The Italic folks been so busy that we had to wait a little longer for their answers. Currently the Berlin based label is one of Germanys leading platforms for new directions in electronic music, that has nothing in common with the assembly line rhythms for the worldwide club scene. Instead the label changed his directions in order to give artists such as Kreidler, Harmonious Thelonious (picture above), or Von Spar some space for experiments full of dirty rhythms, unusual harmonies, infrequently melodies, analog sounds, and electrifying sequencing. In order to find out why they have such an open minded release policy we asked label honcho Marc Knauer (picture below) some questions about the labels history, his motivations, and future plans.
When did you discover your love for music for the first time in your life?
Marc Knauer: Well, I suppose that my first exposure to pop music goes all the way back to my childhood days when I watched German Schlager music as well as international Disco and Pop bands on German TV.
What are your musical roots?
Marc Knauer: As a kid I used to listen to quite a diverse range of Black American and European Pop music as well as all hybrids thereof. But Krautrock, New Wave and Techno from Cologne and Düsseldorf in combination with British Pop music of the early 80s (like Orange Juice, Fun Boy 3 and Scritti Politti as well as the elegant Disco school of New York represented by Nile Rodgers and Bernard Edwards) have definitely made the greatest and most lasting impression on me. They are also the most important influences for Italic. I’d call them my roots and the foundation of today”.
What motivated you to found the label in 1999?
Marc Knauer: During the mid-90s I moved from Düsseldorf to Cologne. Back then, Cologne’s minimalist idea of Techno at the time and the special character of it’s record stores (like A-Musik, Formic, Groove Attack and Delirium, later Kompakt) and of labels such as Studio 1, NTA, Eat Raw as well as the re-activated Harvest Label and the party sessions and clubs (Total Confusion, Tänzer, Studio 672, Liquid Sky, etc..) were very inspiring to me. I originally founded the label in Cologne in cooperation with Stefan Schwander a.k.a. Antonelli (picture below) as a homebase for his clubtracks. The motivation to do this resulted from a plain DIY approach. There was no business plan or medium-term planning involved. Stefan Schwander and I were both from Düsseldorf and so, we unconsciously tried to expand the idea of Cologne’s minimalist Techno with a little bit of Düsseldorf’s art and pop claim. From the very beginning, I also clearly saw Italic in the tradition of the independent British record labels like Postcard and Factory despite the direction it was taking as a Techno label. It’s not without reason that Italic covers from the end of the 90s have an only 7 cm wide press cut and the font on the record labels is a rough reference to the Blue Monday Cover by New Order and, of course, to the designer Peter Saville too.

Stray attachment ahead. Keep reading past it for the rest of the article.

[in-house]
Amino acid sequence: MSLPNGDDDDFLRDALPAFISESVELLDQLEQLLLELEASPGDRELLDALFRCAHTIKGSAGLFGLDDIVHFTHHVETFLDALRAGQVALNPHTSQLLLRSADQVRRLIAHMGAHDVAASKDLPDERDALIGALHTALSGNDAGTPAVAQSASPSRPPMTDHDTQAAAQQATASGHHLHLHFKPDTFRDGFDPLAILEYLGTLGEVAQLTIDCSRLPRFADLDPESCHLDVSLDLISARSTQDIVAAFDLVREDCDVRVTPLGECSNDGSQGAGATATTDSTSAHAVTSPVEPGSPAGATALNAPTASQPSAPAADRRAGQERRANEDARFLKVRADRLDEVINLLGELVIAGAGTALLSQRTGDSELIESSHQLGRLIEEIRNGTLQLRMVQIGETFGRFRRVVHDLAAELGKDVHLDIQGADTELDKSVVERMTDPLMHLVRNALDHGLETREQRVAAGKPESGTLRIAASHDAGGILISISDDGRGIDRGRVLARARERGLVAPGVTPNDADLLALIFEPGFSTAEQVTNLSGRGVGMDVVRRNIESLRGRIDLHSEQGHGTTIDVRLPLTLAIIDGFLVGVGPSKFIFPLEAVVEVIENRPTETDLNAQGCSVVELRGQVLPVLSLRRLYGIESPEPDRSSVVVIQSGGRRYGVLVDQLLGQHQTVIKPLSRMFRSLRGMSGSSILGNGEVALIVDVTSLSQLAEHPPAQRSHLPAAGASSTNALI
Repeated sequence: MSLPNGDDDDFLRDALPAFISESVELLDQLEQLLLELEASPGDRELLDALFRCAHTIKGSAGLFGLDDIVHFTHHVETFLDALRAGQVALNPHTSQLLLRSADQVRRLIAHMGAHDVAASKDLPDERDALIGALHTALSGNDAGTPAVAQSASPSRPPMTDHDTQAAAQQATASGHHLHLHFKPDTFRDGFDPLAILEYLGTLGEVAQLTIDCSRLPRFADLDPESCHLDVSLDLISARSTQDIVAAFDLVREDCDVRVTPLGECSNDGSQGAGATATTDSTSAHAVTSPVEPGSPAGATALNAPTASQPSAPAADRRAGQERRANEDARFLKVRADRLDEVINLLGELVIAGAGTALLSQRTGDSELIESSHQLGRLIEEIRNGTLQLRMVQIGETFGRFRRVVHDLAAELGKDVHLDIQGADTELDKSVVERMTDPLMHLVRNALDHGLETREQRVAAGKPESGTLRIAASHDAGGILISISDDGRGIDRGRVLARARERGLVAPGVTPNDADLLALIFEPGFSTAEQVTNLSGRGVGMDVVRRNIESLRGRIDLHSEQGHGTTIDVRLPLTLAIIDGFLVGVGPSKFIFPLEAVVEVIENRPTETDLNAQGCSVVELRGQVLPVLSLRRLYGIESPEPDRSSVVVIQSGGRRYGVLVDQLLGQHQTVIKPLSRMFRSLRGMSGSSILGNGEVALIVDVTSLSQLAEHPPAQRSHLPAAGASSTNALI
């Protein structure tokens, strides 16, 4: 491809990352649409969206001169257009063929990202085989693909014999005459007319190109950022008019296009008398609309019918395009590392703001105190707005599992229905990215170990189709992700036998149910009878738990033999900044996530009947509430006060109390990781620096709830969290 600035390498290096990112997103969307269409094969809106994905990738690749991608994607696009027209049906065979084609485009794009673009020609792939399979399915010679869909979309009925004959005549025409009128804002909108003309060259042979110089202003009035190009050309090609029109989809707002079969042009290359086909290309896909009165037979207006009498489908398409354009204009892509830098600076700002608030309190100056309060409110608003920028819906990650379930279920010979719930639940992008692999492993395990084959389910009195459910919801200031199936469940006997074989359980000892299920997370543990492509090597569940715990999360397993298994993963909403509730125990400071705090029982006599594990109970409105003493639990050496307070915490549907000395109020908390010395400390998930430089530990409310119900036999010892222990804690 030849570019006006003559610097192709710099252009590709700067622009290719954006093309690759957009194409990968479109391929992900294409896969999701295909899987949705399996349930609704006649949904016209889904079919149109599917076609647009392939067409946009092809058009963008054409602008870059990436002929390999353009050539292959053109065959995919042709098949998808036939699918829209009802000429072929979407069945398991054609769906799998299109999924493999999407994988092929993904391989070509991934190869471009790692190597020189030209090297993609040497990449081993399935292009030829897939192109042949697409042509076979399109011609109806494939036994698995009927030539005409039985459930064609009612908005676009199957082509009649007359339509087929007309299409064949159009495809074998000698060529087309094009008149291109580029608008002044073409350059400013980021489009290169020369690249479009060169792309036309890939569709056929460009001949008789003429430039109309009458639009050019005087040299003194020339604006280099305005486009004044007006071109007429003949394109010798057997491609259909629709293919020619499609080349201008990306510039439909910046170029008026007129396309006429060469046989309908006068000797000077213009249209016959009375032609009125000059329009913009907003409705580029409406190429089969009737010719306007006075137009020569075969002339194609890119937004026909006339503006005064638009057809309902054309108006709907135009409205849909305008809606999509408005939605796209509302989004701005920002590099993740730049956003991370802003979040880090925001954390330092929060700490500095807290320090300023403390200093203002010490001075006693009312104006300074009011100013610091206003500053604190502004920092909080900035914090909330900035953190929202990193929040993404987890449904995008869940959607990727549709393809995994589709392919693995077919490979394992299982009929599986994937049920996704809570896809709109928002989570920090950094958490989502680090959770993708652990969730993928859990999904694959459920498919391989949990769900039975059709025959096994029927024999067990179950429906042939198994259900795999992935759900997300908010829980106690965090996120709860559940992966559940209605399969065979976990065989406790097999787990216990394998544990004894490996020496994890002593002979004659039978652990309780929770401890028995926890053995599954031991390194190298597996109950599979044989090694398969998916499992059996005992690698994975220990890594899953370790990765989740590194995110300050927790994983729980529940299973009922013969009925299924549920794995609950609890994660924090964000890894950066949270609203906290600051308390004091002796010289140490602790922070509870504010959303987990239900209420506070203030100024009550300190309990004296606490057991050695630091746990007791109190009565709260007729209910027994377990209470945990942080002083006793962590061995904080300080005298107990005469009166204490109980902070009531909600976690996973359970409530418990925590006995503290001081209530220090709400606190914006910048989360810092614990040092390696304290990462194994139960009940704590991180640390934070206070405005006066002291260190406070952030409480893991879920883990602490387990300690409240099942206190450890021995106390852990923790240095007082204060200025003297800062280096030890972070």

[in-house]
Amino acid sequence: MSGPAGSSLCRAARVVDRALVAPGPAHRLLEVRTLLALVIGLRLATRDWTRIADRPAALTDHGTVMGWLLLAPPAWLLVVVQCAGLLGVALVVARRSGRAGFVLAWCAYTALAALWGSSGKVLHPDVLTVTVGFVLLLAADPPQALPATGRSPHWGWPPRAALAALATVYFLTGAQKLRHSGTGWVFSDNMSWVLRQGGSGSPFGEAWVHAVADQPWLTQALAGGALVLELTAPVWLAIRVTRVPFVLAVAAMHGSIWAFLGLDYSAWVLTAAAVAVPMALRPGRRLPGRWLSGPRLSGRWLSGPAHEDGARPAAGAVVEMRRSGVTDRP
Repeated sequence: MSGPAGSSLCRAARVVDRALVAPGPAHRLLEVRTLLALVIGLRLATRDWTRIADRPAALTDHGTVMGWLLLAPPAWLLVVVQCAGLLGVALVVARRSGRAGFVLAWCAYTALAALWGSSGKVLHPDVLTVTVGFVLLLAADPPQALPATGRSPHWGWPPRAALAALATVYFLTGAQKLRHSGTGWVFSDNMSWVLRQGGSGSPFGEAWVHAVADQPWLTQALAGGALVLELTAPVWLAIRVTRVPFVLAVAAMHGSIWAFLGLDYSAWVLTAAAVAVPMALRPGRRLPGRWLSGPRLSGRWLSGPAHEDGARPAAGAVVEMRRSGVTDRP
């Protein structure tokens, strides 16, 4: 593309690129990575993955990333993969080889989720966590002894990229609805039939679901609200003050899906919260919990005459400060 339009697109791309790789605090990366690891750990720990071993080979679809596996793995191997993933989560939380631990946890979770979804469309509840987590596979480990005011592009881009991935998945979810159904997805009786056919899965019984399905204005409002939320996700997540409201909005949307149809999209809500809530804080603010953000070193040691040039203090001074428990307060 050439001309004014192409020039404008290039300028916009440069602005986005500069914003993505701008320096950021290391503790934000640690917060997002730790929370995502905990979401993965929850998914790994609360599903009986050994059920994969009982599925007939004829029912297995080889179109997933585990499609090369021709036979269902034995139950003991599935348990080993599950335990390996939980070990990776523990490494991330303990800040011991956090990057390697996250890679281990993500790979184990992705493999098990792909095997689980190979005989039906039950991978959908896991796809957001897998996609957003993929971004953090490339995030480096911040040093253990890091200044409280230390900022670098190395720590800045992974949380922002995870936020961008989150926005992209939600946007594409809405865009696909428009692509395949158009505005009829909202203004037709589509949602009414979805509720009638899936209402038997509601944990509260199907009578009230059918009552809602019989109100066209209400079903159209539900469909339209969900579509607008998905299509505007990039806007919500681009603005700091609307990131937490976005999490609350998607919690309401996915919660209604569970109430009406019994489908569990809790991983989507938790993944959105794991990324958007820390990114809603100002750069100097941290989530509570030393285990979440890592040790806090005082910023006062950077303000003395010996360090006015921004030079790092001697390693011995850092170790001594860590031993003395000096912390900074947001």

What does a track or an artist need to get a release on Italic Records?
Marc Knauer: Signature, social relevance and a funky bass line.
How would you describe the musical bandwidth of Italic in your own words?
Marc Knauer: Currentlly, I quite like the expression “Elektronische Musik”. Preferably with the addition “Made in Germany”.
Why has the Italic Record style changed in the last years?
Marc Knauer: Particularly in the last two to three years, the label’s style has developed organically away from House, Techno, Minimal towards an extended version of Elektronik ranging somewhere between Krautrock, Disco and Afro Avantgarde. The sound on the other hand remains deeply rooted in the Rheinland and within the special relationship that exists between Cologne and Düsseldorf. This shift in sound mainly results from me being bored by the current House and Techno productions. With a few exceptions the club culture has been stagnating too for some time. This has lead me to a more open and more free understanding of club culture and dance music, which might have developed once in New York in the 70s in places like the Loft and Paradise Garage and is currently probably realised most closely in Düsseldorf, namely in the Salon des Amateurs. Because of this, I have become more interested in Elektronic band concepts and collectives such as Harmonious Thelonious, Von Spar (picture below), Kreidler, and Stabil Elite and their live presentations. The reason why the Italic style is working out in its elektronic diversity can be heard from and retraced in the mix for Carhartt Radio.
How do you think Italic is going to sound in five years?
Marc Knauer: Same same but different.
How did you select the tracks for your Carhartt Radio show?
Marc Knauer: I wanted to bring together past, present and future of the label in one mix. Chica Paula has realised this perfectly.
What are your current Top 5?
1.: Cologne Tape: Render
2.: V.A.: Mogule EP
3.: Harmonious Thelonious: Mokambo EP
4.: Tolouse Low Trax: Mask Talk
5.: Von Spar: Foreigner
Which records from the past have influenced your live?
Marc Knauer: Everything by the Chic Organization i can say.
What do you do to keep yourself from loosing it every now and then?
Marc Knauer: I play football.